Corporate culture

The social factors included within ESG analysis are wide-reaching, taking into consideration the relationship the corporation strikes with the multiple stakeholders involved in its business: customers, employees, suppliers and local communities.

One area of interest is how employee relations affect corporate value. For every company that we analyse from an ESG perspective we aim to understand employee satisfaction. KPIs reported by the firm such as employee training hours, staff turnover, and outcomes from staff satisfaction surveys can be valuable, as well as third party employer-rating platforms such as Glassdoor.

The theoretical benefits of job satisfaction are reasonably clear. A satisfying workplace can ensure that talented employees stay with the firm, can be used as a valuable tool for recruitment, and can improve worker motivation. Recruitment is an expensive challenge for any company – using up valuable managerial time, ensuring a cultural fit, training new staff on arrival – but is especially challenging currently considering the tight labour markets experienced in many countries. But what evidence is there that these factors affect company value and stock performance?

There is plenty of academic work on the subject. Some focus on the ‘Fortune 100 Best Companies to work for’ list: a study from 2012 found that an equal-weighted portfolio of these 100 companies resulted in 2.9% annual out-performance against a characteristic-adjusted benchmark. FTSE Russell found that an equally-weighted index of the Top 100 companies returned 11.66% annually from 1998 – 2016, nearly 5% more than the equivalent returns for the benchmark US all-cap Russell 3000 Index (6.72%) and US large cap Russell 1000 Index (6.68%).

More recently scholars from the LSE completed an extensive study on the subject and found a strong correlation between employee wellbeing, productivity and firm performance. They analysed 339 independent research studies, including the wellbeing of 1,882,131 employees and the performance of 82,248 business units, originating from 230 independent organisations across 49 industries in the Gallup client database (an analytic and advisory company).

This graph illustrates the correlations between employee wellbeing, employee productivity and firm performance across all industries and regions. Focusing on major indicators: Staff turnover, profitability, employee productivity and customer loyalty. Their result showed that there is a strong positive correlation between employees’ satisfaction with their company, employee productivity and customer loyalty, as well as a strong negative correlation with staff turnover. Therefore, good workforce practices pay off financially in terms of better operational performance.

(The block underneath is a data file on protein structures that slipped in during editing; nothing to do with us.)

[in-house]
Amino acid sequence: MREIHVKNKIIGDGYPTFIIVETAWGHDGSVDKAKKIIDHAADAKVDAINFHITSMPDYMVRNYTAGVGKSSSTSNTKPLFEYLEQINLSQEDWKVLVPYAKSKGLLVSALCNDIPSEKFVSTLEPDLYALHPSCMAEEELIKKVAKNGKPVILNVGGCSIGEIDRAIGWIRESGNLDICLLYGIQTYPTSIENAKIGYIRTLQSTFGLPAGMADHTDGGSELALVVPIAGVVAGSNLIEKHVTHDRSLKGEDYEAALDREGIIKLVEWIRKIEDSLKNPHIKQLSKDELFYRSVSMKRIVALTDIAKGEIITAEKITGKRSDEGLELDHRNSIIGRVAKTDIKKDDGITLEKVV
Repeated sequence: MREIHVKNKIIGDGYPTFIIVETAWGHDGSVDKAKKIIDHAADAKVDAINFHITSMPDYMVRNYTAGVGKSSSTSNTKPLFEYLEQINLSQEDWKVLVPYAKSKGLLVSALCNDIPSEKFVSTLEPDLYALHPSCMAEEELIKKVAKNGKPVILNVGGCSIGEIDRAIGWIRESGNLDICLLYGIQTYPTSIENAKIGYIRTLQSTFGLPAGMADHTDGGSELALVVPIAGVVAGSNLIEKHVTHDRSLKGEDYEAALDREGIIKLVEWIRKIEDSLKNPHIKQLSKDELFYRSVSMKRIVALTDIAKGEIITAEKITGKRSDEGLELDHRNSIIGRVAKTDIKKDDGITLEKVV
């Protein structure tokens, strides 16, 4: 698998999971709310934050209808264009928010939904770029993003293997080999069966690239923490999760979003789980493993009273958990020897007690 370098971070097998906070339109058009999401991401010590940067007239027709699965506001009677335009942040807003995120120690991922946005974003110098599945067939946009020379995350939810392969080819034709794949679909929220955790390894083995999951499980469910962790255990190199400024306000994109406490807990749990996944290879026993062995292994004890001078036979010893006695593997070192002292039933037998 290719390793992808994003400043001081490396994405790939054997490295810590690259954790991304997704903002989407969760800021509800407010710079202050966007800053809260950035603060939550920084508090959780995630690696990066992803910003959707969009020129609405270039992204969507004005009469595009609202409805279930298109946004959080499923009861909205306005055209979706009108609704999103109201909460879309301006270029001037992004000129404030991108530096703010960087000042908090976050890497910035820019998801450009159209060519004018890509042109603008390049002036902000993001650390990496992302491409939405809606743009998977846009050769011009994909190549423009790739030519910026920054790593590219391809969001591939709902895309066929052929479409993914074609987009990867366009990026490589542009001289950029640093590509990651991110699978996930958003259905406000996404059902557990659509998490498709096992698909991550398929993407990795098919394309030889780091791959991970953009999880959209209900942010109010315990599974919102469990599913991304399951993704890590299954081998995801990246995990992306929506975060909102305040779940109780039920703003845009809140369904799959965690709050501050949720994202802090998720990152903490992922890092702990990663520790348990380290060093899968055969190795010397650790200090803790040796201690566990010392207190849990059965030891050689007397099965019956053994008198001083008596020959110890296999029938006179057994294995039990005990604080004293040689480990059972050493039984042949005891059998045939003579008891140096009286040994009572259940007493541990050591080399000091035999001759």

It’s important to consider causality. Could it just be that a high-performing and growing company simply providers a more satisfying workplace for employees? Wharton professor Adam Elman has provided academic support to the growing theory that this isn’t the case. In two studies, using two different factors, he established positive causality between employee satisfaction and company value; high employee satisfaction does result in increased company value.

There are well-publicised examples of CEOs and executives that have put much greater emphasis on staff satisfaction than others. Voted the number one Best Workplace in Europe for 2019 was Salesforce, an organisation well-publicised for its generous staff benefits, and one which continues to dominate the market for CRM software.

US wholesale retailer Costco has for decades pursued a different strategy to its peers, with higher wages, higher healthcare insurance contributions, as well as lower margins on products sold to customers. When pressurised by analysts to reduce these costs the co-founder and previously long-standing CEO Jim Sinegal explained ‘On Wall Street, they’re in the business of making money between now and next Thursday. I don’t say that with any bitterness but we can’t take that view. We want to build a company that will still be here 50 and 60 years from now.’ The long-term share price performance relative to peers suggest this was a strategy that fared very well.

What this evidence tells us is that employee satisfaction is a valuable characteristic that is not often fully valued by the market. This creates an interesting opportunity for investors with a long-term view, to incorporate an evaluation of the intangible asset that is employee satisfaction.

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